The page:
Man Ray was a trickster. Like many of his Dadaist and Surrealist friends, he regarded representing, reproducing and recording reality as old-fashioned, prosaic, even servile. The fun--and there is nothing if not fun in Man Ray’s work--lay in fragmenting, distorting, manipulating, questioning, subverting, blurring and playing with the real world (and the viewer’s perceptions of it). Through his use (and in some cases, possible creation) of a wide range of avant-garde techniques--including solarization, rayographs and superimposition--he proved that photography need not concern itself with literal representation, but can evoke a more mysterious world. “I’m not a photographer of nature, but of my own imagination,” claimed Man Ray, who was born Emmanuel Radnitzky in Philadelphia in 1890 and died in Paris 86 years later.
Though the creative energy of Man Ray’s experimental photographs is indisputable, it is his straightforward--dare I say classic?--works that are the most compelling, especially his prints of the female nude. Man Ray never depicted the body as a temple; it could therefore never be defiled, only enjoyed. Thus the lush pleasure of his photos of Lee Miller’s breasts (circa 1930), or of his stout and lovely mistress Kiki in 1923. (Though even here the reality principle was apparently tampered with: Kiki was embarrassed by her lack of pubic hair, so Man Ray gallantly sketched some in on the photographic plate.) Classic, too, is the utilitarian beauty of an eggbeater titled, simply, “Woman” (1920; previous title: “Man”) and the austerely luminous portraits of the Surrealist painter Yves Tanguy (1936).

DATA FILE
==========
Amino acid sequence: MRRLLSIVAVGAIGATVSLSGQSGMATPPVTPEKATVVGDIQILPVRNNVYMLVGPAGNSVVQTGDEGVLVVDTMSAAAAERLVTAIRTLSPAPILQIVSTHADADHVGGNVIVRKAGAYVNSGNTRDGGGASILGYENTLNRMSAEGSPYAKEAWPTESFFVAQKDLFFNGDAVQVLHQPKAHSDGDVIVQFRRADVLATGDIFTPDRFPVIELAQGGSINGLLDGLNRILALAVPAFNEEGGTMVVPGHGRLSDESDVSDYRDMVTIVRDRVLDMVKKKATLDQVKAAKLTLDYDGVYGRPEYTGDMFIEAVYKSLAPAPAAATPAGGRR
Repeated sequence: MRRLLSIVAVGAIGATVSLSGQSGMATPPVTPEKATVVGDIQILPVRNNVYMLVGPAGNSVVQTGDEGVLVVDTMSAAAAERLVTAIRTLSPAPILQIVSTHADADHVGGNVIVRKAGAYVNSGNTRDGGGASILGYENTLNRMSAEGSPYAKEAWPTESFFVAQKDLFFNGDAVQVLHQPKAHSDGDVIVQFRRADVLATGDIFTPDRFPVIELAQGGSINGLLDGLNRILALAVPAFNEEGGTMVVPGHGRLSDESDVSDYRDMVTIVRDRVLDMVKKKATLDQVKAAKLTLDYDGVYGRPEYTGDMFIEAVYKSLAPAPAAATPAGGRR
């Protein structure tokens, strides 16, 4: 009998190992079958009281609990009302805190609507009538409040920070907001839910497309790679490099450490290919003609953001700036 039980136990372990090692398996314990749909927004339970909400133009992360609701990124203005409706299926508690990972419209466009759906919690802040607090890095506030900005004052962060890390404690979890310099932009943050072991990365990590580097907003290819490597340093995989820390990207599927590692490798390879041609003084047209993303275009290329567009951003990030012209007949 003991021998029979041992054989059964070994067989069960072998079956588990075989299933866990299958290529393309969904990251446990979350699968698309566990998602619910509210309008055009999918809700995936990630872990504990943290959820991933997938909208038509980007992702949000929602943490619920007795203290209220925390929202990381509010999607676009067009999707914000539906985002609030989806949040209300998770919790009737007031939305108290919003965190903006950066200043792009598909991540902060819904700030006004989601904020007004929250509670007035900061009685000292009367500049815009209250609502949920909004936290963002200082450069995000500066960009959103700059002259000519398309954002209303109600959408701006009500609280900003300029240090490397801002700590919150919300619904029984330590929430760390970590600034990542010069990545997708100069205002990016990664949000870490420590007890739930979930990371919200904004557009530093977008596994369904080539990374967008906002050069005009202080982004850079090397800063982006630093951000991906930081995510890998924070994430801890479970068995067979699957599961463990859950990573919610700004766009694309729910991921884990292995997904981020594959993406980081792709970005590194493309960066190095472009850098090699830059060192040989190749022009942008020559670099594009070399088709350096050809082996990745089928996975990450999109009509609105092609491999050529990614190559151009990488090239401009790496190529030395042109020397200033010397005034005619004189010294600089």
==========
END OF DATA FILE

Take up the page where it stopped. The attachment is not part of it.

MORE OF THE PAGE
“Photography and Its Double,” a collection of essays by European critics that accompanied a huge Man Ray show organized by Paris’ Centre Georges Pompidou last year, makes much of the fact that Man Ray’s mythic reliance on chance and spontaneity was just that: myth. Instead, these critics argue, Man Ray framed, composed and cropped his photos carefully. The photographer is quoted as saying of his portraits: “Naturalness? It’s the height of artifice! I give all the orders, directing everything.” But Man Ray was referring here, perhaps contemptuously, to the paying clients--society figures and tourists--who flocked to his studio, and whom he didn’t hesitate to manipulate; it’s quite possible, though, that his striking studies of modernist contemporaries such as Jean Cocteau, Gertrude Stein, James Joyce, Ezra Pound and T.S. Eliot were the result of more spontaneous shoots.
Ultimately, though, it doesn’t really matter what Man Ray said about his methods, because it’s generally agreed that he often lied about them. It also doesn’t matter because Man Ray’s art, not any explication of it, continues to draw us to him. The photographer knew that this would be the case. “All opinion is transient,” he once wrote, “and all work is permanent.”